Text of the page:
Opened as Hammerstein’s Theater in 1927, this venue’s first production, Golden Dawn (1927-28), featured a young Archie Leach, who would later change his name to Cary Grant.

As a television studio, it famously aired The Ed Sullivan Show, which, despite Sullivan’s purported homophobia, showcased many LGBT performers, including Charles Laughton, Liberace, Rudolf Nureyev, Moms Mabley, Paul Lynde, Johnny Mathis, and Ethel Waters. It was renamed the Ed Sullivan Theater in 1967.

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Credit: Sarah Sargent/NYC LGBT Historic Sites Project, 2019.

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The unusual neo-Gothic style Hammerstein’s Theater interior only served as a legitimate theater for about a decade. Its first production was Golden Dawn (1927-28), with Archie Leach (who later changed his name to Cary Grant), in his second American performance in a small role. In 1933, it became Billy Rose’s Music Hall, then in 1936 was converted to the CBS Radio Playhouse.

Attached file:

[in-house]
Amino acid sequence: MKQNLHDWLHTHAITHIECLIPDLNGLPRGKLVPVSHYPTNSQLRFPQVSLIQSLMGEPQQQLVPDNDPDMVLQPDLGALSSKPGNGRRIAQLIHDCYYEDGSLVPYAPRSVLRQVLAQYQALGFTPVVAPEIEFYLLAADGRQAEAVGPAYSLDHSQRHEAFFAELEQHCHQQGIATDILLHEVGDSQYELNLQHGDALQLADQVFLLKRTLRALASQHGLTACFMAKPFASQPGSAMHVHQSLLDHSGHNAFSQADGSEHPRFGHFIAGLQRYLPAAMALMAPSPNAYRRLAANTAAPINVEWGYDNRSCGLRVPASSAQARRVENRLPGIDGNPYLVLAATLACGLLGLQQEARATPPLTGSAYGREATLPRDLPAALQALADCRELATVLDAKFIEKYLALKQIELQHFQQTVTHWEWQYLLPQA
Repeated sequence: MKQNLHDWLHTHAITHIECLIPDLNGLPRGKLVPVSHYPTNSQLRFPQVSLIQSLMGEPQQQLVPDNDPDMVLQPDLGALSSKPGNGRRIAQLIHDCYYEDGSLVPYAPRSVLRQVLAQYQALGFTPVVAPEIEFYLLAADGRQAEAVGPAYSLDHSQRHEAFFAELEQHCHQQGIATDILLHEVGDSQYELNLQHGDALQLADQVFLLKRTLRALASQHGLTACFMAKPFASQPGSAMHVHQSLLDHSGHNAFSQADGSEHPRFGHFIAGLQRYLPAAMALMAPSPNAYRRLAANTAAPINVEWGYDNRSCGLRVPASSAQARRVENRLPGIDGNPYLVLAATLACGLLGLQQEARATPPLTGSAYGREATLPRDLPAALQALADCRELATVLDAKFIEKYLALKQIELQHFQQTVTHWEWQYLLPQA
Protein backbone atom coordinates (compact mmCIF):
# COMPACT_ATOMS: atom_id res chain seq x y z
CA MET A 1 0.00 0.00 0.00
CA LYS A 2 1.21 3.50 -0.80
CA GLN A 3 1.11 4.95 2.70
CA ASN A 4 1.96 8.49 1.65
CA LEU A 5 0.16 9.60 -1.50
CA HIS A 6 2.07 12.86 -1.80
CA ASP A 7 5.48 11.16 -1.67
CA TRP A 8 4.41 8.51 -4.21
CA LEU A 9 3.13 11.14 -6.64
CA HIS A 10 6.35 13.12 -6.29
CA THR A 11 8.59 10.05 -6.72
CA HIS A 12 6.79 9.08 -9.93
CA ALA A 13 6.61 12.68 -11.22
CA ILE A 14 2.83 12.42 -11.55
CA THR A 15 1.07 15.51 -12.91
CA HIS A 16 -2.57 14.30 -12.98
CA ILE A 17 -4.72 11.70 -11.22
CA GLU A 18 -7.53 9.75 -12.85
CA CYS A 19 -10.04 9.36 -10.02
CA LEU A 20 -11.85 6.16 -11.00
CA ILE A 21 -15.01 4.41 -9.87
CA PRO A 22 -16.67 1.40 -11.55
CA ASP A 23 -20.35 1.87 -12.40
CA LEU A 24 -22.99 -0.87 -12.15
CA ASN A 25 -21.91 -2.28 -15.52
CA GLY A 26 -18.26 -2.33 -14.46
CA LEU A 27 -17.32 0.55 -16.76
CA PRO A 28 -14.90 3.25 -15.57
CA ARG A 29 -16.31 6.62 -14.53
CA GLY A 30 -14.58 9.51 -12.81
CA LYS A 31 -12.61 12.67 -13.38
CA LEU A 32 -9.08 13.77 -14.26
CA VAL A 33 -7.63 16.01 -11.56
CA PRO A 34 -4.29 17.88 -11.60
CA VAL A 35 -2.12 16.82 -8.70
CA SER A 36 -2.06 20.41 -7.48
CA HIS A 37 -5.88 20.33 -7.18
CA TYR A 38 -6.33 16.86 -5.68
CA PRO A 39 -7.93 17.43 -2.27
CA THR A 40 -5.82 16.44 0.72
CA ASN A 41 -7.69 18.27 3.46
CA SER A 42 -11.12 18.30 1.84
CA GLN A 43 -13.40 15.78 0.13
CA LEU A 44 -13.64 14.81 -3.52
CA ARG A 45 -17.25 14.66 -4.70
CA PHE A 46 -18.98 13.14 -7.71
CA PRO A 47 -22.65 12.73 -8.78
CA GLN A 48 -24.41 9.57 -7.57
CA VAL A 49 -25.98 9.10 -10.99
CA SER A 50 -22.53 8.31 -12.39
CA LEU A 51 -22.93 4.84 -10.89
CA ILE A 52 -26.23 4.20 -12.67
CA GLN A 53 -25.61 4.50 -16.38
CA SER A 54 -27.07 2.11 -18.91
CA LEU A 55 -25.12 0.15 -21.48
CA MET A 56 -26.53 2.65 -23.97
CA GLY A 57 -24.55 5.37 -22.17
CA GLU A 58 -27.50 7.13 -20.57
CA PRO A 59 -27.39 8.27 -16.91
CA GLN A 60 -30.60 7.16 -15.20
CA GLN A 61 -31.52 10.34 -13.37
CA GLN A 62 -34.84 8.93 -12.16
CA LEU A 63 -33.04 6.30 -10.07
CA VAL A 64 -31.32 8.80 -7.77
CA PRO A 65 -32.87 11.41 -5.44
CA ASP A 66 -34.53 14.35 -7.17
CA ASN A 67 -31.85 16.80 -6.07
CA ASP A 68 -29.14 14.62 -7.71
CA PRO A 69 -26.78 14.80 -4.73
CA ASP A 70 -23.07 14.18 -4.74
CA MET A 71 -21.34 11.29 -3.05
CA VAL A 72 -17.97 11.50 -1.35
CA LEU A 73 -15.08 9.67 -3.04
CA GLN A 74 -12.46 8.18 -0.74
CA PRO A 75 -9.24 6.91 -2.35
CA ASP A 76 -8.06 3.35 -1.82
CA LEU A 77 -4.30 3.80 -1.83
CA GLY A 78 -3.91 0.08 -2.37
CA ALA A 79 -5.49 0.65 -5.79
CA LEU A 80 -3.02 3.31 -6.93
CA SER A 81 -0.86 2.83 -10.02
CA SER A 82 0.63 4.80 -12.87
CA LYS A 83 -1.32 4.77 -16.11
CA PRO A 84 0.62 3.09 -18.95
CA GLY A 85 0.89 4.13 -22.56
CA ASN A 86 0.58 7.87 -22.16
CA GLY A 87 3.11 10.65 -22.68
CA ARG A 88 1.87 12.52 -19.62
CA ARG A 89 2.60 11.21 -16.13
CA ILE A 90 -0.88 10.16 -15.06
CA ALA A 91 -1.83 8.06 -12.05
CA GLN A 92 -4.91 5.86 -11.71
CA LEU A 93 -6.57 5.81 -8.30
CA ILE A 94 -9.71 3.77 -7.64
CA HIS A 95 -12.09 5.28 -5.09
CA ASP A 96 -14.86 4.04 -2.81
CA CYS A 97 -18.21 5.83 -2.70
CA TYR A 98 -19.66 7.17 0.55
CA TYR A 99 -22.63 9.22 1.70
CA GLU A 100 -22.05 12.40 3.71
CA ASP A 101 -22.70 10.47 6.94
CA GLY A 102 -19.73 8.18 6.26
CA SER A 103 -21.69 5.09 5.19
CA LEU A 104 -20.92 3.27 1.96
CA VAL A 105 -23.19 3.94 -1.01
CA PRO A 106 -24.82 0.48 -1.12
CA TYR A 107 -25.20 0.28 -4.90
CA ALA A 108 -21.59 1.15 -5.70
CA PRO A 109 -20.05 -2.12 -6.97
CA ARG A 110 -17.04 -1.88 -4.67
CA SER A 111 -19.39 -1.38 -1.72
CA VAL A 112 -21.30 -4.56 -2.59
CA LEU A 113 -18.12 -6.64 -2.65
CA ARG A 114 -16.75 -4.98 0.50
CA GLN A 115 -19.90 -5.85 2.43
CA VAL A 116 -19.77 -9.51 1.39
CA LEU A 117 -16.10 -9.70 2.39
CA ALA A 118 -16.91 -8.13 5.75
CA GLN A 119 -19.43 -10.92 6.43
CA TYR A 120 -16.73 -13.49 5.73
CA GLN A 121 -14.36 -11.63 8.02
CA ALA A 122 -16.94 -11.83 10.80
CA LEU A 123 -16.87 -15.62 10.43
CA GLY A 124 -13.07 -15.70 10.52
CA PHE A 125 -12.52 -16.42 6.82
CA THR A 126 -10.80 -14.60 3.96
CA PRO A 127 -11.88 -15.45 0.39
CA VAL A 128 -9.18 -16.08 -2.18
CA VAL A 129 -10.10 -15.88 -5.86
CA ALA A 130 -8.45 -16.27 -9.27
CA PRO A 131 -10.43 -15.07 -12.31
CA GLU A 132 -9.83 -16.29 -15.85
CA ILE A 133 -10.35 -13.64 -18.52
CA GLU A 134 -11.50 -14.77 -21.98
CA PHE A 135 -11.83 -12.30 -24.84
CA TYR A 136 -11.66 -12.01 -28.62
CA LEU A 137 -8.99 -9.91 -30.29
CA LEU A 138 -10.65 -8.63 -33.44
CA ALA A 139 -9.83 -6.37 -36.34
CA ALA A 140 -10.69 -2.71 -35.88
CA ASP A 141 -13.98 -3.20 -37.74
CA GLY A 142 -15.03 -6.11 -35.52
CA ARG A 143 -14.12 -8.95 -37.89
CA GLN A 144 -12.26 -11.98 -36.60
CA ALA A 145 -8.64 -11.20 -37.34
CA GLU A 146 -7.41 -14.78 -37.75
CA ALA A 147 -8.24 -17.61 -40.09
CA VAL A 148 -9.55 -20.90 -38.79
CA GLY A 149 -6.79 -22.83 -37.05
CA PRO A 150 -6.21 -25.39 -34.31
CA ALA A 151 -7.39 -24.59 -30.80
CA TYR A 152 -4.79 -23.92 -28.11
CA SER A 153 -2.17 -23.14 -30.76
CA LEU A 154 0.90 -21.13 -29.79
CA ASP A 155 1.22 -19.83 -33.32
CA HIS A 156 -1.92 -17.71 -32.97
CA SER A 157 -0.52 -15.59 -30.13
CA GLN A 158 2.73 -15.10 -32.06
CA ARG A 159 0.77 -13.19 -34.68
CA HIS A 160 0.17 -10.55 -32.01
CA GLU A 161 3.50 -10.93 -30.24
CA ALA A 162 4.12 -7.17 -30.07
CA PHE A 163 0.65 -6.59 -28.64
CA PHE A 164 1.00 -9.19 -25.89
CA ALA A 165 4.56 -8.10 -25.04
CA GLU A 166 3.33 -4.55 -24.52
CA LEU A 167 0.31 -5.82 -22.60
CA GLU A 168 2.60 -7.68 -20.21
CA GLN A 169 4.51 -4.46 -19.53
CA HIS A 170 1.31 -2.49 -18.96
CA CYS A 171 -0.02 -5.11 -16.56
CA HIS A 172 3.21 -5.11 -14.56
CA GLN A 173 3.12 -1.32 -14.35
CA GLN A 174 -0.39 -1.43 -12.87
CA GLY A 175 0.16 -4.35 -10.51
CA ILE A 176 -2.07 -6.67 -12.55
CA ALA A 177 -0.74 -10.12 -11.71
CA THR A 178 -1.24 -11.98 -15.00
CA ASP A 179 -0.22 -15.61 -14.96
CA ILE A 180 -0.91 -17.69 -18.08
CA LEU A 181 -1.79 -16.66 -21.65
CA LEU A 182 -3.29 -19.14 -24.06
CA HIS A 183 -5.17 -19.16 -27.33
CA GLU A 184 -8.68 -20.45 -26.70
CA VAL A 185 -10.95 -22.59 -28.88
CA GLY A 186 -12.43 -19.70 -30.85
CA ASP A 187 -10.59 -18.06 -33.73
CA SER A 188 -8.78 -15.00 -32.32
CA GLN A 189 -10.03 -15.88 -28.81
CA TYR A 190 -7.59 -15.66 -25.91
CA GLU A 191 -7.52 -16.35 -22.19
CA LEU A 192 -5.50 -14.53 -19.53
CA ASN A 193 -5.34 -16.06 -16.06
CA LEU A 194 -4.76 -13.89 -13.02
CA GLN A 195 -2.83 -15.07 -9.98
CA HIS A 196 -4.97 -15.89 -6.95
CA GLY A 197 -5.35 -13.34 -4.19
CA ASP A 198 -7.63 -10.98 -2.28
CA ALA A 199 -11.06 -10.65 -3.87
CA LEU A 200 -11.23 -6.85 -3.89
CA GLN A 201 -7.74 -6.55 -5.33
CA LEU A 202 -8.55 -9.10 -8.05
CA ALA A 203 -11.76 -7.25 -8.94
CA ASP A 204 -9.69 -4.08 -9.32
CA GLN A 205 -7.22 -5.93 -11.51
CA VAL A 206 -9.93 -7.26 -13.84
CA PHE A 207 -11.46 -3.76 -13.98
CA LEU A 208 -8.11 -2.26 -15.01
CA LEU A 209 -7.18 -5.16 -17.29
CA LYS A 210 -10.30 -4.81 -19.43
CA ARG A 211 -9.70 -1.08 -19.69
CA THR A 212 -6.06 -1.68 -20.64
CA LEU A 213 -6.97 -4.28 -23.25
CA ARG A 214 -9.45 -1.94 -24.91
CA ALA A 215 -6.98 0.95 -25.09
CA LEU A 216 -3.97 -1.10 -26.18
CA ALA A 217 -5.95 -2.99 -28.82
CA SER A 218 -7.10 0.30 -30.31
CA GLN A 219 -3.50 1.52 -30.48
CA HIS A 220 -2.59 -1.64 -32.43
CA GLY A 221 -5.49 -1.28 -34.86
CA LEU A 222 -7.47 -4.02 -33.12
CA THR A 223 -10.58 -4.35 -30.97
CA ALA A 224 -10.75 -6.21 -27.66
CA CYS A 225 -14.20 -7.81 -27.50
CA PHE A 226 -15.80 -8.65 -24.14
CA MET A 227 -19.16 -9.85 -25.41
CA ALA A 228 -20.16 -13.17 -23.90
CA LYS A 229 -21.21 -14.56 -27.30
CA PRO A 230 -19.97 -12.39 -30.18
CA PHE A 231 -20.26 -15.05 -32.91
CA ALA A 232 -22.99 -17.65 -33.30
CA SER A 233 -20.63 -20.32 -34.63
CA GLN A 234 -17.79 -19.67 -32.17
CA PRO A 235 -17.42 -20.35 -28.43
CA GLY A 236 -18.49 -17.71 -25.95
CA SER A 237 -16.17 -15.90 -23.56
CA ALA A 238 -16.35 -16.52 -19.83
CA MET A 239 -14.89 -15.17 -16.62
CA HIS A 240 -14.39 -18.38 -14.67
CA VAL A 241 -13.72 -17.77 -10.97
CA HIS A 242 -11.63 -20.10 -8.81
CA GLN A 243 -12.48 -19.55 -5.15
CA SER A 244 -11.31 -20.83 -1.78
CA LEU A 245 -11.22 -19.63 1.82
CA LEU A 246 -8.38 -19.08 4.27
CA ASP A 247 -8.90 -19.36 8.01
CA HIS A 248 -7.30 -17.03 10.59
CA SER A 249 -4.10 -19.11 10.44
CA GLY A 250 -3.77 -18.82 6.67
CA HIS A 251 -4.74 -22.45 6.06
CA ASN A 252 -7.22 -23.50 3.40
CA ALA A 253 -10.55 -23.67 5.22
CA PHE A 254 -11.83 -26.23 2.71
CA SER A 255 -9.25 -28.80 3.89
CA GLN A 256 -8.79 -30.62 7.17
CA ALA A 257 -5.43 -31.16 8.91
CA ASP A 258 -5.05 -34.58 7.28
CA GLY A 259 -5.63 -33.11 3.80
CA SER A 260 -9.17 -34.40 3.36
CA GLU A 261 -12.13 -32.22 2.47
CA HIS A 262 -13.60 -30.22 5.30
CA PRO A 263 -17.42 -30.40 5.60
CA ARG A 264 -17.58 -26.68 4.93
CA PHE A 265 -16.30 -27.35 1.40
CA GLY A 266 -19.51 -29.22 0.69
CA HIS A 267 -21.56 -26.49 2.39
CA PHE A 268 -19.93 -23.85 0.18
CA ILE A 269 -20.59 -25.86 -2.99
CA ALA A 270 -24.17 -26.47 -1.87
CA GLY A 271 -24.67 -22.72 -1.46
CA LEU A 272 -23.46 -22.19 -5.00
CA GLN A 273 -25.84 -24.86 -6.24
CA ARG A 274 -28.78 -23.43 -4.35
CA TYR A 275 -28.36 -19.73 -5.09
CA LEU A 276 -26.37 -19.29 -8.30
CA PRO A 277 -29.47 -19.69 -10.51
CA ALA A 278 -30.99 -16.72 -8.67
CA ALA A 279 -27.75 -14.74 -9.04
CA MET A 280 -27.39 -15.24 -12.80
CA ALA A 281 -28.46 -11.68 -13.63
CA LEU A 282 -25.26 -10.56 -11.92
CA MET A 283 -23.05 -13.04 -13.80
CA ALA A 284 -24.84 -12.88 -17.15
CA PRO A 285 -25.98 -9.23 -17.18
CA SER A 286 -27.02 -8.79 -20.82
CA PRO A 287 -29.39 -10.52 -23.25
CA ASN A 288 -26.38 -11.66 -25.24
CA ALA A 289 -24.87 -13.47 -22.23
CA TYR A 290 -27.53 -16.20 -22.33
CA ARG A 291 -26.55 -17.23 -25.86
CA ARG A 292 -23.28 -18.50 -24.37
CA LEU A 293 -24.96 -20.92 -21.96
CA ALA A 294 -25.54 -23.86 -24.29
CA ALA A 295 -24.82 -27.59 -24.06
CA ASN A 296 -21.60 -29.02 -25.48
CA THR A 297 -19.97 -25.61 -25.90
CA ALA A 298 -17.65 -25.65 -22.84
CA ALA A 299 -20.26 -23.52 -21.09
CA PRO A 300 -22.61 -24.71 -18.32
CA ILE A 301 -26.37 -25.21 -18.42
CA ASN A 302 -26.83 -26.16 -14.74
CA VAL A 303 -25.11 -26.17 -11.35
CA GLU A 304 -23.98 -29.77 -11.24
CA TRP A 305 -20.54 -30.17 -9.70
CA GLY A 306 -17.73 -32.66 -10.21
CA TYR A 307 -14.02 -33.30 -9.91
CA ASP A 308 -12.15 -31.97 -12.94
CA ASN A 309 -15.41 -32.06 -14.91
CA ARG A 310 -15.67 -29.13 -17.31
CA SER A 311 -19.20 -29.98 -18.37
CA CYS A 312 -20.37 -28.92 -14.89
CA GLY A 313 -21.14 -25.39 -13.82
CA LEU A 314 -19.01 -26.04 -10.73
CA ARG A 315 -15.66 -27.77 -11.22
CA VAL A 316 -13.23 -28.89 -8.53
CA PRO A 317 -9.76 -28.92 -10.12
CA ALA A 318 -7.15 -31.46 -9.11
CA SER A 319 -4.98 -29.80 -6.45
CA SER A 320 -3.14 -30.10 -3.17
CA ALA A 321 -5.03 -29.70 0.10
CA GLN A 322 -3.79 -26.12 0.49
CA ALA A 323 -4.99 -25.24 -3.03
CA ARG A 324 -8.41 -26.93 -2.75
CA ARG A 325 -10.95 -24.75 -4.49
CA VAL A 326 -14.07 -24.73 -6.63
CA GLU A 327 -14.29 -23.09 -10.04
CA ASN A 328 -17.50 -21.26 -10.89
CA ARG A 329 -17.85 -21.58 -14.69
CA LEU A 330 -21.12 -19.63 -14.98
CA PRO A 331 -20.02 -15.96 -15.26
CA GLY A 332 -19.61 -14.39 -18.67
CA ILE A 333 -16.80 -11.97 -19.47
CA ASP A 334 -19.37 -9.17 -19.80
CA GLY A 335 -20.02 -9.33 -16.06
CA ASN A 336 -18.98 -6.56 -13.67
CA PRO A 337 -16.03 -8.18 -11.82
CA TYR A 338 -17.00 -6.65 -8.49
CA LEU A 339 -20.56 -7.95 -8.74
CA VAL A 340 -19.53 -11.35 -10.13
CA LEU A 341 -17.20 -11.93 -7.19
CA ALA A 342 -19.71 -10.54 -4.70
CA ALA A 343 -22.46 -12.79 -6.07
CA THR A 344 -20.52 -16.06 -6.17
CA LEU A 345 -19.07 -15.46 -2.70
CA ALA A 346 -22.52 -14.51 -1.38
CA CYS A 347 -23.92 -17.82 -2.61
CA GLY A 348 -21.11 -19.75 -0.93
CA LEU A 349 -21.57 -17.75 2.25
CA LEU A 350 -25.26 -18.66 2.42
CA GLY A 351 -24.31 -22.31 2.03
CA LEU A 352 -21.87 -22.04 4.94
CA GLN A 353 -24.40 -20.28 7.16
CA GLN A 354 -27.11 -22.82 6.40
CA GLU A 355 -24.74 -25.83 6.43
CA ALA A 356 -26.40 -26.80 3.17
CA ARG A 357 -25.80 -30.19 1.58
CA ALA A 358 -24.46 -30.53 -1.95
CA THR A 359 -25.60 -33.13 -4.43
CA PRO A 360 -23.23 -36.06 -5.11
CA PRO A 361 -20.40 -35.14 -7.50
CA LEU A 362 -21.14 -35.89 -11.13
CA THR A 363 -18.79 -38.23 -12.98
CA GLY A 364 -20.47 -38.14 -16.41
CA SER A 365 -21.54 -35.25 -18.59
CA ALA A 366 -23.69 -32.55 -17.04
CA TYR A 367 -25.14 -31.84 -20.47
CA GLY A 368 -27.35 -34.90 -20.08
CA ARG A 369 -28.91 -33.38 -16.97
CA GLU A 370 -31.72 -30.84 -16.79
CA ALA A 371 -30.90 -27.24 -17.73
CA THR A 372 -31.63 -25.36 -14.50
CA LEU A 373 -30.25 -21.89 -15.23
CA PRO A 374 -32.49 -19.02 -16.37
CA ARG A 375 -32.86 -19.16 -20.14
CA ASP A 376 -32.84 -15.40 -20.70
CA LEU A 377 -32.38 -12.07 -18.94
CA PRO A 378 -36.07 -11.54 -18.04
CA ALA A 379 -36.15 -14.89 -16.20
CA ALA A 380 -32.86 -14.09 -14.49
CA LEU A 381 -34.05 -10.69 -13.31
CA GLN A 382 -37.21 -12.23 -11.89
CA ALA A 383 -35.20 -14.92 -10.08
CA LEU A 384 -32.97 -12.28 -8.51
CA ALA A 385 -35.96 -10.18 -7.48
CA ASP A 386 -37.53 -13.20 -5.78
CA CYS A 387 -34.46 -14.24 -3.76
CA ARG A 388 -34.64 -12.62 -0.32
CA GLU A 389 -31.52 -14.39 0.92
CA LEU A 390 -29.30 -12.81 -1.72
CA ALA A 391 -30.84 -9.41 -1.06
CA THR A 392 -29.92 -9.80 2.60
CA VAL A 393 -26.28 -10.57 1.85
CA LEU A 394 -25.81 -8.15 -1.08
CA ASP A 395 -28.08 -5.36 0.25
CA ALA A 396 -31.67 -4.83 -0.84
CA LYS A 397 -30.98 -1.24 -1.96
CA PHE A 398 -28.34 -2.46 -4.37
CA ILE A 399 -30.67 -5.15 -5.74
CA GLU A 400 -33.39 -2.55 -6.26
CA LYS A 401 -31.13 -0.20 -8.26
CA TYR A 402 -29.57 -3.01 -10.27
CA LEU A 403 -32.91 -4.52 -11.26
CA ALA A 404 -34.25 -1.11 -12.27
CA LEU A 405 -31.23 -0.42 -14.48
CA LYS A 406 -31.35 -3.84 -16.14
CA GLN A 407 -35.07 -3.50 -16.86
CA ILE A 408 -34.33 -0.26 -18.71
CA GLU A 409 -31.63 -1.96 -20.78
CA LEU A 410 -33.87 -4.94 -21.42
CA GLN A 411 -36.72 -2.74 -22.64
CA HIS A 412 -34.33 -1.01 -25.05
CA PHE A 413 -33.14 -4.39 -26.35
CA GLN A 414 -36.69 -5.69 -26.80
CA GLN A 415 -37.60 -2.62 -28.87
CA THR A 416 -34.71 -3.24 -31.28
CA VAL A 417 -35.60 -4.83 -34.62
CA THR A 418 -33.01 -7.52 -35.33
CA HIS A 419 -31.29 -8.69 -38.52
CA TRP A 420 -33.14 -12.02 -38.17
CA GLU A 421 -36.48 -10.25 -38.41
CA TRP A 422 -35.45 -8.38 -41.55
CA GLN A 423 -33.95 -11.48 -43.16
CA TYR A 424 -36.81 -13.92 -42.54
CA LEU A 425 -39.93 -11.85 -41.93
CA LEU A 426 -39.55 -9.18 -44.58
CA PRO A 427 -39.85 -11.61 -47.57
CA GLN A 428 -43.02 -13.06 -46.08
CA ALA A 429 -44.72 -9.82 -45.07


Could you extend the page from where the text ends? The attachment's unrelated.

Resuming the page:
After 1950, it was known as CBS-TV Studio 50. Among the TV shows broadcast here were the Jackie Gleason Show, What’s My Line?, and To Tell the Truth. This was famously the location from 1953 to 1971 for The Toast of the Town, renamed The Ed Sullivan Show in 1955. One of the most popular television shows of its era, it managed to showcase many LGBT performers despite Sullivan’s purported homophobia. These included Charles Laughton, Liberace, Rudolf Nureyev, Jackie “Moms” Mabley, Paul Lynde, Johnny Mathis, and Ethel Waters, to name just a few. The venue was named the Ed Sullivan Theater in 1967. The Merv Griffin Show, starring Merv Griffin, was broadcast here in 1969-70. It was later the site for Late Night with David Letterman, and currently for The Late Show with Stephen Colbert.

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